One thing is certain in British politics. Whichever party is in government the sale of arms to countries with oppressive regimes will continue unabated. David Cameron is only the latest in a long list of prime ministers acting as a salesman for an industry that deals in large-scale death.
Arms sales boomed under the Blair governments. In 2005, for example, New Labour authorised the sale of arms to 100 countries, including both
Saudi Arabia and Israel. Almost
7,000 export licences were issued that year, with only 127 refused.
And while subsidies to anything that might prove socially useful or beneficial are targeted for cuts, the
UK arms industry knows no such
restraints. Research carried
out by SIPRI, the well-known Swedish-based international institute, shows
how British taxpayers unwittingly support the manufacture and export of
In the three years 2007-2010, over £2 billion was handed over in one form of subsidy or another to companies like BAE Systems. For example, as the report points out, overseas trips often include representatives from the arms industry. “These types of visits cost taxpayer money in the name of promoting weapons sales.”
As well as prime ministerial visits, the arms industry receives support and subsidy through research and development funding, export credit insurance and a government arms export promotion unit – the Defence and Security Organisation (DSO) – with nearly 150 staff.
The DSO proudly announced recently that last year the
UK “gained 15% of the world defence market,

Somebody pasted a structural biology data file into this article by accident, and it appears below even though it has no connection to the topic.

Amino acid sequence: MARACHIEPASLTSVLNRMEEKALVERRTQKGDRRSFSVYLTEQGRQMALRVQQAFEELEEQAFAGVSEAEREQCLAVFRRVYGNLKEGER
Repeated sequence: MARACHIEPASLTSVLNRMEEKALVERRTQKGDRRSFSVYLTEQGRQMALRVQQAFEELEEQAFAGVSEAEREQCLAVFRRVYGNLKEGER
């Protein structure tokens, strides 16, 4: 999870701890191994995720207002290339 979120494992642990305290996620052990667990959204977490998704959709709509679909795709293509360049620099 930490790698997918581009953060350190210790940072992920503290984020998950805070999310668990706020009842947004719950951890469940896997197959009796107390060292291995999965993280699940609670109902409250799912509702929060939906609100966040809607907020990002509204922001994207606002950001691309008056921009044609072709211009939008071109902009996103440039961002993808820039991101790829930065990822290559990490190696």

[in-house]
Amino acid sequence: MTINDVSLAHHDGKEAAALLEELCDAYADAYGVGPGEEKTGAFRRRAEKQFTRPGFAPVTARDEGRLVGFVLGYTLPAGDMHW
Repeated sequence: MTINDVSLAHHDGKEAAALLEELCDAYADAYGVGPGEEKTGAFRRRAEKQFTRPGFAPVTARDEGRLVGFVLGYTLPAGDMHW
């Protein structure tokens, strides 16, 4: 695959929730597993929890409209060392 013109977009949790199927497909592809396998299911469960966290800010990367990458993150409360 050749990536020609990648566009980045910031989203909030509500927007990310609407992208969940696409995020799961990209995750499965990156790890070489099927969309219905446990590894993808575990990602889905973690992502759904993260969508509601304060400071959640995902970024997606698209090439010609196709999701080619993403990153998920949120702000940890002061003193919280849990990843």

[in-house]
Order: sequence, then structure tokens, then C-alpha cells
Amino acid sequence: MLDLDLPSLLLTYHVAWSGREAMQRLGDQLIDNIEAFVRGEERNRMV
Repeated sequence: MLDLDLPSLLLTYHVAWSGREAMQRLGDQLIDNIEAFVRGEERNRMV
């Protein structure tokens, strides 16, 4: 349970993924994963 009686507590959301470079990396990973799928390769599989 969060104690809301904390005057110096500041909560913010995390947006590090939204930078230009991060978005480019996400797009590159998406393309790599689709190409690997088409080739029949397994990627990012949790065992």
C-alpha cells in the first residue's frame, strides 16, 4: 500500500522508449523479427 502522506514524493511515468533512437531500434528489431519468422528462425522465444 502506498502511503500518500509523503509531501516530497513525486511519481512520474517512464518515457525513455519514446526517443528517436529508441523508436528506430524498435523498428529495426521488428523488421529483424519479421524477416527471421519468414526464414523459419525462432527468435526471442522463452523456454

ahead of Russia and France”. The UK remains the second largest arms and “security”
exporter after the United
Yesterday, Cameron was at pains to defend his bid to sell fighter planes to the
But the hypocrisy was so overwhelming that you could smell it all the way back
Today, for example, Cameron is in Saudi Arabia which is, not to mince
words, a feudal dictatorship where human rights do not figure.
At stake here is propping up a regime that will guarantee the flow of oil to the West is uninterrupted, whatever else happens in the region. The Campaign Against the Arms Trade (CAAT) described his trip as “morally repugnant”. Spokesperson Henry McLaughlin says:
"The Prime Minister claims that he wishes to support democracy in the
Middle East but at the same
time sells arms to these authoritarian regimes. Despite everything that has
happened in the last two years, the UK government continues to bolster
authoritarian regimes with weapon sales and to spend taxpayers' money on
promoting further deals. They don't just approve the arms sales, they promote
What a sordid and corrupt business this is. The export of weapons designed to fuel military conflicts and keep dictatorial regimes in place – with sales promoted by civil servants funded by taxpayers – sums up British politics. Here is the state, the government and corporations all in bed together selling commodities that have one purpose – to kill.
Some who defend the arms industry point to the fact that there are 210,000 jobs involved and that ending the manufacture and export of weapons would lead to mass redundancies.
This is a circular argument that justifies the status quo. Many of these workers are highly skilled engineers, whose skills could be deployed elsewhere in making things that are socially useful rather than weapons of mass destruction.
The barrier to making this switch is all to do with the reality of a society where the making of profit and the protection of oil supplies is top of the agenda. So we don’t just need to end the arms trade but also develop peaceful, life-enhancing goals for society to replace those foisted us by the merchants of death.